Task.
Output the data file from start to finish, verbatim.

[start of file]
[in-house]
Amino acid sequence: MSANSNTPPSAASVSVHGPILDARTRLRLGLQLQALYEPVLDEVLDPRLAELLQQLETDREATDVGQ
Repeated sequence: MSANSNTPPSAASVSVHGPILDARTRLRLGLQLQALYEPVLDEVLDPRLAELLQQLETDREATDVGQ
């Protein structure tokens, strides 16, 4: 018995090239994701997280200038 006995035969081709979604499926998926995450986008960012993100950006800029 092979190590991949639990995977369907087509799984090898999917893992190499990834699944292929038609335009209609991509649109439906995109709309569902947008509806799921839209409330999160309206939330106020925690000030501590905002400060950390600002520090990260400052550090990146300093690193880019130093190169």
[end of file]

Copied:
[in-house]
Amino acid sequence: MSANSNTPPSAASVSVHGPILDARTRLRLGLQLQALYEPVLDEVLDPRLAELLQQLETDREATDVGQ
Repeated sequence: MSANSNTPPSAASVSVHGPILDARTRLRLGLQLQALYEPVLDEVLDPRLAELLQQLETDREATDVGQ
């Protein structure tokens, strides 16, 4: 018995090239994701997280200038 006995035969081709979604499926998926995450986008960012993100950006800029 092979190590991949639990995977369907087509799984090898999917893992190499990834699944292929038609335009209609991509649109439906995109709309569902947008509806799921839209409330999160309206939330106020925690000030501590905002400060950390600002520090990260400052550090990146300093690193880019130093190169």